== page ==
Which I would classify as a mix of blue collar – middle class for those of you who don’t know what it was like to get a Whopper at the Illiana Oasis that crosses the I-294 just east of the quarry.
“…there are districts that are much worse off – and others a half hour away that are much better off; we are one to one as far as Chromebooks go… That started two years ago. And there are districts where student-to-Chromebooks is not one to one – and others its more than one to one…. we are in the middle.”
“And I think it’s the arts that will get us through – our color guard kids our theater kids, our band kids– I went and played with the prep band a couple years ago- kids love to perform and love to create, they’re doing it still! I had one student tell me, and she struggles, she works hard but struggles, and she said, ‘second period orchestra and playing violin is the highlight of her day.’ She didn’t know where she’d be without second period. I’ve been trying to promote a couple of my local businesses, like a yoga school and a local teacher store for supplies, we try as much as possible because we have to keep these guys going – when we are back in normal life. I support the arts cause I have been coaching color guard for six or seven years and I like it – I want my students to look at my Instagram and say, ‘you have a real life. You’re real.’ When they see my kids are doing taekwondo.
“My husband and I have been married for twenty one years. We met at U of I. He works in pharm. – involved in testing all the vaccines and stuff now and went into lab the other day. He has a PHD in molecular chemistry and I have no idea what … I can grasp little tiny bit. He talks like I understand and I pretend … now he works form home – and we have two kids, yo know, we are your pretty much family four.”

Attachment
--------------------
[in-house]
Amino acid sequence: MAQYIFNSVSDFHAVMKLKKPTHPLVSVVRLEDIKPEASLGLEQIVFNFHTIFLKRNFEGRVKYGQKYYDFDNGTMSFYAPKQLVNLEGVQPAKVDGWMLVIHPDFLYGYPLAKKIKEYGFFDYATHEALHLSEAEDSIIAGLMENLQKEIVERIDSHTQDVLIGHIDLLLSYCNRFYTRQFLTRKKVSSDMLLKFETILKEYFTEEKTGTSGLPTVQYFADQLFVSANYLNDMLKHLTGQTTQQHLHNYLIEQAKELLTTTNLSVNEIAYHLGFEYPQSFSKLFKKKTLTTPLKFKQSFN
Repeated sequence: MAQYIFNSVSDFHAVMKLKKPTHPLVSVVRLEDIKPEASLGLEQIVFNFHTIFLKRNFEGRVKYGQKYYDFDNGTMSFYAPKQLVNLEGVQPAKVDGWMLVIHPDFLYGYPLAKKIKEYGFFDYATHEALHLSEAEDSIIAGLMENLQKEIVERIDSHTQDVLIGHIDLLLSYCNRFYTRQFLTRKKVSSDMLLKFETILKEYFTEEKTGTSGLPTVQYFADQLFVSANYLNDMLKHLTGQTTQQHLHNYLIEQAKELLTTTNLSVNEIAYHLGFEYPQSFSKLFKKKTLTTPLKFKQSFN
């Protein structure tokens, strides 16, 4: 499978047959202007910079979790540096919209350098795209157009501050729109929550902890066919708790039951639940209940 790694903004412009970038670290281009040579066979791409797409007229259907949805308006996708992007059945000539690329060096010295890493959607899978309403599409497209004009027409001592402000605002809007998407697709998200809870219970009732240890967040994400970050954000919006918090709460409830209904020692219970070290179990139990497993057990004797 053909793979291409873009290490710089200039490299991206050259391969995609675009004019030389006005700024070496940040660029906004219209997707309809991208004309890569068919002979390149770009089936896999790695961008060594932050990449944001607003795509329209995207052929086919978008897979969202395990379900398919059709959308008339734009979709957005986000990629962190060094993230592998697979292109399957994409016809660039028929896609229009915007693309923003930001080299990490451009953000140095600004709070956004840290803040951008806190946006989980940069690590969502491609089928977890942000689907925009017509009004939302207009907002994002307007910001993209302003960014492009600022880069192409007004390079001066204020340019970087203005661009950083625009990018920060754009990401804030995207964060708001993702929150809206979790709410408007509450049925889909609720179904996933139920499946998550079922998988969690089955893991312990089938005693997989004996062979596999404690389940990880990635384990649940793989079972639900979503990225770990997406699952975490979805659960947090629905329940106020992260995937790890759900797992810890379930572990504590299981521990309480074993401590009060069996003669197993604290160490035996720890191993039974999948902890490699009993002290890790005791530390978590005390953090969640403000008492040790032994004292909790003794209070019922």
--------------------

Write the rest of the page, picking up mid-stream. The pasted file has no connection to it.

“And listen my husband was playing video games ever since I met him – I have a big flat screen TV with surround sound in my bed room – in my bedroom! And an X-Box. My husband is in his room – my son is in the other room, and they are playing each other. My kids are far enough apart so- plus, one being a boy and a girl– they don’t really fight. My sister? She has two boys; five and eight … and they have been fighting.”
I was at the caboose end of five brothers, so I could draw my own conclusions….
“There are many many people going through very severe consequences. I am grateful I’m in education, ’cause education and health care survive any recession – and I am in education and my husband is in health care. Maybe we won’t get a bonus – but there won’t be a Repo-Man knocking on my door.”
“But we shouldn’t worry about these kids. At our school, they have a class called life resource management they have to pass before they graduate – they have to sew a button – learn about taxes, make a budget, they even have to do fake interviews, create a resume and even get reference- I had students put me down as their reference…”
So, basically… It’s the adults we have to worry about… I guess.
“I love Illinois – sure our taxes, property taxes may be higher — but if you look at test scores compared to Wisconsin and Indiana… I mean, I had a colleague go and teach in Indiana, and she has to teach one more class a day and took a fifteen thousand dollar pay cut. So is there a direct correlation…? I don’t know – I love Illinois, I can go ski, there’s the Chain of Lakes, Lake Michigan, I can go to Great America… wish winter can be a little shorter though.”
I somehow breathed like I haven’t since the eighty eighth day of March when all of this began. Something about a teacher from Illinois to keep it all in perspective.
Let’s keep it simple.